Public Safety Insights Newsletter: Communicator: A Critical Role for Public Safety Leaders

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September 16, 2015 VOLUME 3, ISSUE 16
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Communicator: A Critical Role for Public Safety Leaders
Public Safety Insight: Public safety in the U.S. has been degraded unnecessarily in part because too many leaders lack the level of communication proficiency needed to keep their communities safe, healthy, and economically viable.

One of my workshops at FRI 2015, “Adaptive Leadership Roles for a Dynamic Environment,” identified and described four roles that fire and rescue leaders must fill if they are to keep their communities safe, healthy, and economically viable. Though the names of the roles – communicator, counselor, coach, consultant – are familiar, the skills required to fill them effectively have changed. At the same time, the need for leaders who are proficient in these new skills has never been greater. 

Let’s take the role of communicator. Although it seems obvious that leaders must communicate effectively, the fact is that today, the topics, the communication media, and the need to educate stakeholders all have changed. For example, public safety leaders now must re-direct the public safety conversation from cutting budgets to providing safe environments for people to live and work; educate their communities about the tremendous value they receive in exchange for their investment in salaries and benefits; and create a community of advocates for public safety by creating a compelling public safety “big picture.” They must work with a wider range of stakeholders who are more diverse than ever, and whose expectations are broader than before. They must rely on personal power much more than on position power. And they must start being realistic about their limitations – e.g., lay to rest the myth that they can maintain service levels despite massive resource cutbacks.

Unfortunately many leaders – in general, not just in public safety – are poor communicators. They lose their audiences by focusing on activities rather than on results, by speaking in technical terms or jargon, by using contexts that are foreign to others, and by failing to “connect the dots” between investment and valuable outcomes. As a result, people are confused about what leaders want or need them to do, they aren’t inspired to take action because they don’t see a compelling big picture, and leaders’ intended messages are horribly distorted. Most importantly, public safety in the U.S. continues to be degraded unnecessarily because leaders lack the level of communication proficiency needed to keep their communities safe, healthy, and economically viable.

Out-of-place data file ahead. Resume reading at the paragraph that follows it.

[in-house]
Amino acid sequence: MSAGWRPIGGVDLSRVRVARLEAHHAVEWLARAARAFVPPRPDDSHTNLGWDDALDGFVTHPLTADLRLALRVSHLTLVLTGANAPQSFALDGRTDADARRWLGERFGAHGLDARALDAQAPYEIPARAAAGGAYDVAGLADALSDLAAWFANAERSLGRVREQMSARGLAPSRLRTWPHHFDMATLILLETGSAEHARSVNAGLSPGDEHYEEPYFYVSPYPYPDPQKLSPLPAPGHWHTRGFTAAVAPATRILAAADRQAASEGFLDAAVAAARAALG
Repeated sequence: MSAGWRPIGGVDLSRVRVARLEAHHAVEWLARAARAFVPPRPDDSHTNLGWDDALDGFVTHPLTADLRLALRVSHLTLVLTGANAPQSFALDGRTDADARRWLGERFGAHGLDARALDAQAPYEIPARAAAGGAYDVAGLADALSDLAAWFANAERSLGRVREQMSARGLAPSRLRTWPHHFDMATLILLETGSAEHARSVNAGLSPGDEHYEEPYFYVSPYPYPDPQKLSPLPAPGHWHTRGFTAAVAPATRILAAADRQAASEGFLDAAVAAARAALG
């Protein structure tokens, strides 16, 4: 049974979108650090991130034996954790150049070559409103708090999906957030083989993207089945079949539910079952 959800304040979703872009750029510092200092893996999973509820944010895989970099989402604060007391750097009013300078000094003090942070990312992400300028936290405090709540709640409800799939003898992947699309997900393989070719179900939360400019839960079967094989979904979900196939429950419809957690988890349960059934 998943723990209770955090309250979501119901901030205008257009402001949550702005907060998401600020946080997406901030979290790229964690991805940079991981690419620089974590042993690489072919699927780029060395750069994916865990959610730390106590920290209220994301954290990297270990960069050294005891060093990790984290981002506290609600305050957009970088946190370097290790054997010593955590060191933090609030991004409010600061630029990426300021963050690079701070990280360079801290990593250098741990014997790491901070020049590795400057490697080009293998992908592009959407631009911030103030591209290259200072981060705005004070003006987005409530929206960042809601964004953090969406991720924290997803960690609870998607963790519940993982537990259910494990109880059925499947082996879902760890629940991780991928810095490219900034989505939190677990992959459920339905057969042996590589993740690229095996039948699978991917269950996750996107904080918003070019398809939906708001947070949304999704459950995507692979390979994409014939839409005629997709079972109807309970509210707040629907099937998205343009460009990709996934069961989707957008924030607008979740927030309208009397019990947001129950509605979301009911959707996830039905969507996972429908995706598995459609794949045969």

Here are seven steps you can take to improve your communication skills:

  1. Learn what skills the role of communicator requires.
  2. Assess your proficiency – not just your knowledge – in performing each skill.
  3. Prioritize the skills that you must improve.
  4. Take the steps necessary to increase your proficiency – e.g., through workshops, mentoring, coaching.
  5. Practice the skills at every opportunity.
  6. Ask for constructive feedback from those who are in a position to assess your performance and who will be honest with you.
  7. Teach the skills to others. 

Leaders who become proficient in the skills required of the communicator role will be doing themselves, their employees, and their communities a great service, as people will be able to make informed decisions about public safety.

If you would like to learn more about the behaviors associated with the communicator role, and/or to determine your proficiency in them, take our self-assessment. To read leadership-related articles and resources that may be of value to you, I invite you to visit my web site at

Public Safety Insights is a concise, bi-weekly newsletter written specifically to help first responders maximize their performance. Your e-mail address is never shared with anyone for any reason. You may unsubscribe by clicking the link on the bottom of this e-mail.


©2015 Pat Lynch | Public Safety Insights

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